This Is England
Theatrical release poster
Directed byShane Meadows
Written byShane Meadows
Produced byMark Herbert
StarringThomas Turgoose
Stephen Graham
Andrew Shim
Vicky McClure
Joe Gilgun
Rosamund Hanson
CinematographyDanny Cohen
Edited byChris Wyatt
Music byLudovico Einaudi
Distributed byOptimum Releasing
Release dates
  • 12 September 2006 (2006-09-12) (TIFF)
  • 13 April 2007 (2007-04-13) (United Kingdom)
Running time
102 minutes[1]
CountryUnited Kingdom
Budget£1.5 million[2]
Box office£5 million[3]

This Is England is a 2006 British drama film written and directed by Shane Meadows. The story centres on young skinheads in England in 1983. The film illustrates how their subculture, which has its roots in 1960s West Indies culture, especially ska, soul, and reggae music,[4][5] became influenced by the far-right, especially white nationalists and white supremacists, which led to divisions within the skinhead scene. The film's title is a direct reference to a scene where the character Combo explains his nationalist views using the phrase "this is England" during his speech.

This Is England received critical acclaim and went on to gross £5 million at the box office. Its success led to the creation of three sequel TV series; This Is England '86 (2010), This Is England '88 (2011), and This Is England '90 (2015).


In July 1983, Shaun is a troubled 12-year-old boy who lives with his widowed mother and is frequently antagonised in school and around town. On the last day of the school year, Shaun gets into a fight at school with a boy named Harvey after Harvey insults him for wearing wide bell bottoms and making an offensive joke about his father, who was killed in the Falklands War. On his way home, Shaun comes across a gang of young skinheads led by Woody, who feels sympathy for Shaun and invites him to join the group. He introduces Shaun to Milky, the only black skinhead of the gang; Pukey; Kes; and the overweight, dim-witted Gadget. Despite some initial hostilities between Shaun and Gadget, the gang accepts Shaun as a member. Shaun bonds closely with Richard "Woody" Woodford, viewing him a big brother figure, and his girlfriend Lorraine "Lol" Jenkins, who takes a motherly role towards him. Shaun also develops a romantic relationship with Michelle, also known as Smell, an older girl who dresses in a new wave, new romantic style.

During a party one night, the group is ambushed by a bald, tattooed, moustachioed, machete-wielding man, who is then attacked by Andrew "Combo" Gascoigne, a first-wave skinhead. With the attack revealed to be a prank, Woody announces that Combo had just finished a three-year prison sentence, and Combo introduces the man as his associate Banjo. Combo, a charismatic but unstable man with sociopathic tendencies, begins to express English nationalist and racist views, alienating Woody, Lol, Kes, and offending Milky. Later on, he attempts to enforce his leadership over the other skinheads. When Combo mentions the Falklands War as part of a speech, an upset Shaun reveals to the gang that his father died in that conflict, which Combo then uses to manipulate the boy into joining his side. Consequently, the gang splits, with young Shaun, the belligerent Pukey, and Gadget, who feels bullied by Woody for his weight, choosing Combo over Woody's apolitical gang.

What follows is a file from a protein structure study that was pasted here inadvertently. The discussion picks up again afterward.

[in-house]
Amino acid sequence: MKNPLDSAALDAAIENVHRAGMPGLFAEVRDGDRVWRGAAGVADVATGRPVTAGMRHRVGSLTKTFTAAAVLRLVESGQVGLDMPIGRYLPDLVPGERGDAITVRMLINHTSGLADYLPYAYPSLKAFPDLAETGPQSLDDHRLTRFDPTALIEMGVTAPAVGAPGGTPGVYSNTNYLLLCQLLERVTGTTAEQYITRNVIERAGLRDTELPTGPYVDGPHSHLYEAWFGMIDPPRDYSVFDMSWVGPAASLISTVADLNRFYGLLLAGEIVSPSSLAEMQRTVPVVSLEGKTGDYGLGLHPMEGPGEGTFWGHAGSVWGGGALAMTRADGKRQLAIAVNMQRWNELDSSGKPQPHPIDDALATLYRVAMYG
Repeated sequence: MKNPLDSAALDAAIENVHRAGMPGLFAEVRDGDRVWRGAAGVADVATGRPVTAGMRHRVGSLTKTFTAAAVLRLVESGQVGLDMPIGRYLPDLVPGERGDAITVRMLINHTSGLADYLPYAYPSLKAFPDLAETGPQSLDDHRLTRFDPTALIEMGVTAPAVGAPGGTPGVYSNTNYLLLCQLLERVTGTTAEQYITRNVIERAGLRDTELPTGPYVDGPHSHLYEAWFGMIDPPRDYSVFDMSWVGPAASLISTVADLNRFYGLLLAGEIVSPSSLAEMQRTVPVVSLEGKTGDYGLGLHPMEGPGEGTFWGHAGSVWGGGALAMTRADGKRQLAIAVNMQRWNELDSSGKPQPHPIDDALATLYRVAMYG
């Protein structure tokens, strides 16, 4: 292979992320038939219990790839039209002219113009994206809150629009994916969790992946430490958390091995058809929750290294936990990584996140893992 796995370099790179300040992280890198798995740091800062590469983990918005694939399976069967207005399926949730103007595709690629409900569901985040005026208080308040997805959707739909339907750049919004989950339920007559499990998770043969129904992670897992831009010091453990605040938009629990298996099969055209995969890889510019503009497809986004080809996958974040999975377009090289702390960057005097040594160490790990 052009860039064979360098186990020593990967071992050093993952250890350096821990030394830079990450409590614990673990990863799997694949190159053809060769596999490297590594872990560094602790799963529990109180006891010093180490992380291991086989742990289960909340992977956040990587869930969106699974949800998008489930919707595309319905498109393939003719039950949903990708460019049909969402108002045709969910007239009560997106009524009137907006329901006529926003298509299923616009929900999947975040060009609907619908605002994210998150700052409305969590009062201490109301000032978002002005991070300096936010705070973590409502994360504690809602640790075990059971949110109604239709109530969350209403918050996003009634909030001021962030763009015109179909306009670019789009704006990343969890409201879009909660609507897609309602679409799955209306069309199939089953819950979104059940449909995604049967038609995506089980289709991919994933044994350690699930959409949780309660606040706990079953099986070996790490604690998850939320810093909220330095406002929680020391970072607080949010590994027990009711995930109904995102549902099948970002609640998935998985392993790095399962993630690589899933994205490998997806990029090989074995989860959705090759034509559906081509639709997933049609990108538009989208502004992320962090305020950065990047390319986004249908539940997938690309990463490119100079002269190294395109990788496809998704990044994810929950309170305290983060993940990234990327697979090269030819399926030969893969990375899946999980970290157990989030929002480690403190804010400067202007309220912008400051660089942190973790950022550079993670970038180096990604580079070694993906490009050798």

Shaun finds a hero-figure in Combo, who in turn is impressed by, and identifies with, Shaun. Combo's group attend a National Front meeting. On the drive home Pukey expresses doubt over their racist and nationalistic politics. Combo furiously stops the car and yanks Pukey out, lightly assaulting him in ridicule in front of the others, abandoning him in isolated countryside by the roadside.

The gang deface walls, intimidate local children and spray racist slogans on Asian shopkeeper Mr Sandhu's walls, while Shaun, previously banned from the shop, launches a bigoted verbal assault on Sandhu with demands for alcohol and cigarettes. Combo viciously threatens Sandhu with a machete and the gang steal goods for a birthday party under Combo's instructions.

Combo becomes upset after Lol, Woody's girlfriend, rejects him when he admits that he has loved her since they had sex years before. To console himself, Combo buys cannabis from Milky, and invites him to a party. While intoxicated, Combo and Milky bond, but Combo becomes increasingly bitter and envious, all wrapped up in a racist viewpoint, when Milky shares details of his many relatives, comfortable family life and happy upbringing, everything that Combo lacked. An enraged Combo enters a frenzied state and brutally beats Milky unconscious, while Banjo holds down Shaun, and Meggy watches on in horror. An angry Combo violently throws Shaun out of his flat after Shaun verbally defends Milky, then slams the door hard. When Banjo expresses his desire to hit Milky as well, Combo violently beats him and evicts him and Meggy from the flat. Horrified at the realisation of what he has done, a remorseful Combo weeps over Milky. Shaun and Combo later take Milky to a nearby hospital.

The film cuts forward to Shaun, who is in his bedroom looking at a picture of his late father. He is contemplating the incident and brooding about what happened, with his mother Cynthia assuring him that Milky will be all right. Shaun is then shown walking near the beach and throwing his St George's Flag, a gift from Combo, into the sea.



This Is England Soundtrack
Soundtrack album by
various artists
Released23 April 2007
GenreSka, reggae, new wave
LabelCommercial Marketing
Shane Meadows film soundtracks chronology
Dead Man's Shoes
This Is England Soundtrack
Somers Town
  1. "54–46 Was My Number" – Toots & The Maytals
  2. "Come On Eileen" – Dexys Midnight Runners
  3. "Tainted Love" – Soft Cell
  4. "Underpass/Flares" (Film dialogue)
  5. "Nicole (Instrumental)" – Gravenhurst
  6. "Cynth / Dad" (Film dialogue)
  7. "Morning Sun" – Al Barry & The Cimarons
  8. "Shoe Shop" (Film dialogue)
  9. "Louie Louie" – Toots & The Maytals
  10. "Pressure Drop" – Toots & The Maytals
  11. "Hair in Cafe" (Film dialogue)
  12. "Do the Dog" – The Specials
  13. "Ritornare" – Ludovico Einaudi
  14. "This Is England" (Film dialogue)
  15. "Return of Django" – Lee "Scratch" Perry & The Upsetters
  16. "Warhead" – UK Subs
  17. "Fuori Dal Mondo" – Ludovico Einaudi
  18. "Since Yesterday" – Strawberry Switchblade
  19. "Tits" (Film dialogue)
  20. "The Dark End of the Street" – Percy Sledge